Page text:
A panorama view of the Temple of Artemis at Jerash
Our time in Jordan is rapidly drawing to a close, and on our third-to-last Saturday in the country, we took a trip to the Roman ruins at Jerash.
We were very lucky to get a bus to Jerash from Abdali that was leaving right that second. Sure, it meant that we had to sit separately and squash into the last two seats on the bus (the other three friends who were with us had to stand), but it sure beats waiting in a hot bus for an hour until it fills up with passengers.
On the Cardus Maximus
We've seen more than our share of Roman ruins - Syria is full of them - but Jerash is definitely among the best. If for nothing else, it is amazing even for its size. The ruins go on for a long way and spread onto several hilltops.
With the exception of Petra, most historical sites in Jordan do not charge admission fees, or if they do, it is only 1 JD. Jerash, apparently, is another exception. The price for foreigners is a whopping 8 JD. Having to fork out 8 JDs almost made me wish I'd gotten a Jordan University ID way back when, but really, this is the first time it would have come in handy. So I'll just consider the 8 JDs the price of not going through the hassle of getting one of those IDs.
The Temple of Artemis
My favorite part of the ruins was the Temple of Artemis, way up on the farthest hillside. Maybe it was because I thought we had already seen the coolest parts of Jerash while walking along the Cardus Maximus, and then all of a sudden there was this gorgeous temple on the hillside, surrounded by windswept grass and overlooking the beautiful countryside.
Our original plan was to go to Jerash for the Jerash Festival, but sadly, it has been cancelled this year due to the conflict in Lebanon.
A view over the ruins from the Temple of Artemis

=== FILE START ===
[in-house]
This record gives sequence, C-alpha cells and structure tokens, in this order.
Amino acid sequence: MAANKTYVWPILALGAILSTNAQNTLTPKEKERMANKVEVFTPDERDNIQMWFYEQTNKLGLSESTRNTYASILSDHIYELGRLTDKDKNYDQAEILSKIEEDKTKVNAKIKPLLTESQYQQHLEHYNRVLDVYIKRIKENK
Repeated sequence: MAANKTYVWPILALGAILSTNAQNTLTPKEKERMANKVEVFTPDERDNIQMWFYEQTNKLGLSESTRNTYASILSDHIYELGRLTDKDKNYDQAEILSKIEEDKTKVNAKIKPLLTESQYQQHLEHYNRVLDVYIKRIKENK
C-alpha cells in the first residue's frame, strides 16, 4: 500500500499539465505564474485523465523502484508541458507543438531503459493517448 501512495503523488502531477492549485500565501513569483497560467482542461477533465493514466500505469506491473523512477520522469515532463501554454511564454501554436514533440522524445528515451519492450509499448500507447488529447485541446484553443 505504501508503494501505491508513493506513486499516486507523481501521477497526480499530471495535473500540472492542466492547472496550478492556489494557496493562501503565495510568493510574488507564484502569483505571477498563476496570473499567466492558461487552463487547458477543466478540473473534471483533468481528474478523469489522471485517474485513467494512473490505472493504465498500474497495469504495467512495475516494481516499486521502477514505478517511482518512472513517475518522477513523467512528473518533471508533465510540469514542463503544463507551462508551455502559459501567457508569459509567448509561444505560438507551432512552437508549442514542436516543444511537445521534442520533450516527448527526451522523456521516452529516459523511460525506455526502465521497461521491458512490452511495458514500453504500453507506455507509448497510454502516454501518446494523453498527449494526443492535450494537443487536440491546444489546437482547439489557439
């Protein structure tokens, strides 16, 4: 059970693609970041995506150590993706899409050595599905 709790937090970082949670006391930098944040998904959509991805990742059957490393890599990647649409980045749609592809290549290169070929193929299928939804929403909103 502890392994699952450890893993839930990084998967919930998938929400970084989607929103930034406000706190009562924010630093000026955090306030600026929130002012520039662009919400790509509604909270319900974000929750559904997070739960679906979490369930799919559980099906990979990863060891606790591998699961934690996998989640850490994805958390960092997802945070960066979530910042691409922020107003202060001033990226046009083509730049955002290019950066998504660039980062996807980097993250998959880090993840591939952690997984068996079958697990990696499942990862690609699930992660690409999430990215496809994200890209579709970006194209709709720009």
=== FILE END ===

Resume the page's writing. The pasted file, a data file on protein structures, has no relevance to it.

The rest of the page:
We had a bit of an adventure getting back to Amman from Jerash. When we were done enjoying the site, we headed down to the main traffic light near the ruins to see if we could catch a returning bus or minibus to Amman. Along the way, we were approached by half a dozen dudes with minivans trying to tell us there were no more buses/minibuses/taxis/transport back to the capital.
One guy in particular was just sure he could get us to pay him for a ride back. He cornered Jeremy and immediately asked where in Amman we wanted to go. The thing is, the guy already had his answer all ready - whatever Jeremy said, he was sure he would be able to happily report that there was no bus to that location, leaving us with no other option than to hire him. Imagine his surprise when Jeremy said "Abdali," the one place that actually was a destination for the buses leaving town. This fact didn't stop him from lamely replying, "But there is no bus...to...Abdali." His hopes of getting us as passengers faded significantly as he finished his sentence.
Anyway, we did manage to find a minibus back to Amman, but it was full. As we watched it drive away, yet another minivan driver approached us and said he would take us for the same price as the minibus. There were a few red flags about his offer that made Jeremy and me very skeptical.
Red flag number one: he was speaking to us in English. Never, ever trust an Arab in a situation like this if he is only speaking in English. The red flag got even brighter when he insisted it was a good deal because "I speak to you only in English."
Another red flag was that his deal didn't make financial sense. He was offering to take us five passengers for only 700 qirsh each, netting him 3.5 JD total. I was suspicious of anyone offering to drive all the way to Amman for so little money.
We went back and forth on the price issue, Jeremy spelling out the deal in every way possible to make sure we weren't getting cheated. Jeremy was speaking Arabic and the guy was still only speaking English, but we managed to pin him down on the price so that it was absolutely clear that upon exiting the vehicle at our destination, we would each be handing over 700 qirsh.
Finally, we took the deal. Both Jeremy and I knew there was something this guy wasn't telling us, but we had clarified the price issue so well that we decided not to worry about it.
The penny dropped before we even got to Amman. The driver stopped the minivan in Suwelieh, a suburb outside of Amman, and told us it was the end of the road. Much arguing ensued, with all five of us insisting that the deal had been to take us to Abdali in Amman. The driver protested that he had never mentioned Abdali. We countered that he had never mentioned Suwelieh, either.
I wonder if, during the initial negotiations, he purposely focused on the price so that we would forget to confirm the destination. If so, good on him, because it worked.
In the end, Jeremy gave him a good verbal beating, we paid him his money, and went to find a bus that would actually take us to Abdali. And all it cost us was another 150 qirsh.